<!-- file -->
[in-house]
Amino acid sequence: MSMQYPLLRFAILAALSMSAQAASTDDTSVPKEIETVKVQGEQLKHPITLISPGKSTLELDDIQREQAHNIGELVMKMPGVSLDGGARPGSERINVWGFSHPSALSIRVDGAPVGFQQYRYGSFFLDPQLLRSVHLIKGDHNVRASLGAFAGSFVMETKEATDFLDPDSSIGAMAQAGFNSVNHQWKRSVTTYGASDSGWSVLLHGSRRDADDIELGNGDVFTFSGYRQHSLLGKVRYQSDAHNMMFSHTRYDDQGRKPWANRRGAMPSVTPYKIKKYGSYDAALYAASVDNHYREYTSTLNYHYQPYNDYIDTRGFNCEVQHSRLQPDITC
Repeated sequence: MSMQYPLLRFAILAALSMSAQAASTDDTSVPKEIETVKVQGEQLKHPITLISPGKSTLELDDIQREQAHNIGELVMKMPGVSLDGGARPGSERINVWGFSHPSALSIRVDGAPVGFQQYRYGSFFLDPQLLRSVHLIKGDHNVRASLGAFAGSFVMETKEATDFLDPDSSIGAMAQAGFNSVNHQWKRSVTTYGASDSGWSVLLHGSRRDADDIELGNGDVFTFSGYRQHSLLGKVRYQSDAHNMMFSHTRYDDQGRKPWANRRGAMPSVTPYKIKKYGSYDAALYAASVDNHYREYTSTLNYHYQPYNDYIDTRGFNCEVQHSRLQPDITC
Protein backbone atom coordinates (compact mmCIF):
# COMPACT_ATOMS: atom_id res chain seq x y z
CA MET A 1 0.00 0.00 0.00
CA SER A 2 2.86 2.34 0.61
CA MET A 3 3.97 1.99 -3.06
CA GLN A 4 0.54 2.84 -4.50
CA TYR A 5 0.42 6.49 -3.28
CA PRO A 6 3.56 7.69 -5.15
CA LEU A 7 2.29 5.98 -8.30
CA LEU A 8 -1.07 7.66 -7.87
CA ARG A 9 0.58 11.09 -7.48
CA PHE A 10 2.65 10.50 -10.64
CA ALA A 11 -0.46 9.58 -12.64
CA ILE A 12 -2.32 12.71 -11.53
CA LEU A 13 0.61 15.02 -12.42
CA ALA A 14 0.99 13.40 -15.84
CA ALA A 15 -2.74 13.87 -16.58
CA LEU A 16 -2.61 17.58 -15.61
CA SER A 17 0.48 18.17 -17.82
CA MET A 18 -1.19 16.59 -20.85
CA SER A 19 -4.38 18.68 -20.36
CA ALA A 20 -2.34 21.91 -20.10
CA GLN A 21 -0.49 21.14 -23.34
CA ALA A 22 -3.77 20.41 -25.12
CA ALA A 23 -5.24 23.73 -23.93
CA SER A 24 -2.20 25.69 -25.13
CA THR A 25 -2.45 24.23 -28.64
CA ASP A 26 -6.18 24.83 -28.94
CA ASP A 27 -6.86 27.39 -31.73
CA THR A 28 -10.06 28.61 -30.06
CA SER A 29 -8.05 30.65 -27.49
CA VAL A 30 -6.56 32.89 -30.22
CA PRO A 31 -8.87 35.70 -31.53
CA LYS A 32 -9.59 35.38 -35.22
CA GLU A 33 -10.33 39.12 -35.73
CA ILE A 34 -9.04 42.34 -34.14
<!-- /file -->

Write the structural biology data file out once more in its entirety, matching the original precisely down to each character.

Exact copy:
[in-house]
Amino acid sequence: MSMQYPLLRFAILAALSMSAQAASTDDTSVPKEIETVKVQGEQLKHPITLISPGKSTLELDDIQREQAHNIGELVMKMPGVSLDGGARPGSERINVWGFSHPSALSIRVDGAPVGFQQYRYGSFFLDPQLLRSVHLIKGDHNVRASLGAFAGSFVMETKEATDFLDPDSSIGAMAQAGFNSVNHQWKRSVTTYGASDSGWSVLLHGSRRDADDIELGNGDVFTFSGYRQHSLLGKVRYQSDAHNMMFSHTRYDDQGRKPWANRRGAMPSVTPYKIKKYGSYDAALYAASVDNHYREYTSTLNYHYQPYNDYIDTRGFNCEVQHSRLQPDITC
Repeated sequence: MSMQYPLLRFAILAALSMSAQAASTDDTSVPKEIETVKVQGEQLKHPITLISPGKSTLELDDIQREQAHNIGELVMKMPGVSLDGGARPGSERINVWGFSHPSALSIRVDGAPVGFQQYRYGSFFLDPQLLRSVHLIKGDHNVRASLGAFAGSFVMETKEATDFLDPDSSIGAMAQAGFNSVNHQWKRSVTTYGASDSGWSVLLHGSRRDADDIELGNGDVFTFSGYRQHSLLGKVRYQSDAHNMMFSHTRYDDQGRKPWANRRGAMPSVTPYKIKKYGSYDAALYAASVDNHYREYTSTLNYHYQPYNDYIDTRGFNCEVQHSRLQPDITC
Protein backbone atom coordinates (compact mmCIF):
# COMPACT_ATOMS: atom_id res chain seq x y z
CA MET A 1 0.00 0.00 0.00
CA SER A 2 2.86 2.34 0.61
CA MET A 3 3.97 1.99 -3.06
CA GLN A 4 0.54 2.84 -4.50
CA TYR A 5 0.42 6.49 -3.28
CA PRO A 6 3.56 7.69 -5.15
CA LEU A 7 2.29 5.98 -8.30
CA LEU A 8 -1.07 7.66 -7.87
CA ARG A 9 0.58 11.09 -7.48
CA PHE A 10 2.65 10.50 -10.64
CA ALA A 11 -0.46 9.58 -12.64
CA ILE A 12 -2.32 12.71 -11.53
CA LEU A 13 0.61 15.02 -12.42
CA ALA A 14 0.99 13.40 -15.84
CA ALA A 15 -2.74 13.87 -16.58
CA LEU A 16 -2.61 17.58 -15.61
CA SER A 17 0.48 18.17 -17.82
CA MET A 18 -1.19 16.59 -20.85
CA SER A 19 -4.38 18.68 -20.36
CA ALA A 20 -2.34 21.91 -20.10
CA GLN A 21 -0.49 21.14 -23.34
CA ALA A 22 -3.77 20.41 -25.12
CA ALA A 23 -5.24 23.73 -23.93
CA SER A 24 -2.20 25.69 -25.13
CA THR A 25 -2.45 24.23 -28.64
CA ASP A 26 -6.18 24.83 -28.94
CA ASP A 27 -6.86 27.39 -31.73
CA THR A 28 -10.06 28.61 -30.06
CA SER A 29 -8.05 30.65 -27.49
CA VAL A 30 -6.56 32.89 -30.22
CA PRO A 31 -8.87 35.70 -31.53
CA LYS A 32 -9.59 35.38 -35.22
CA GLU A 33 -10.33 39.12 -35.73
CA ILE A 34 -9.04 42.34 -34.14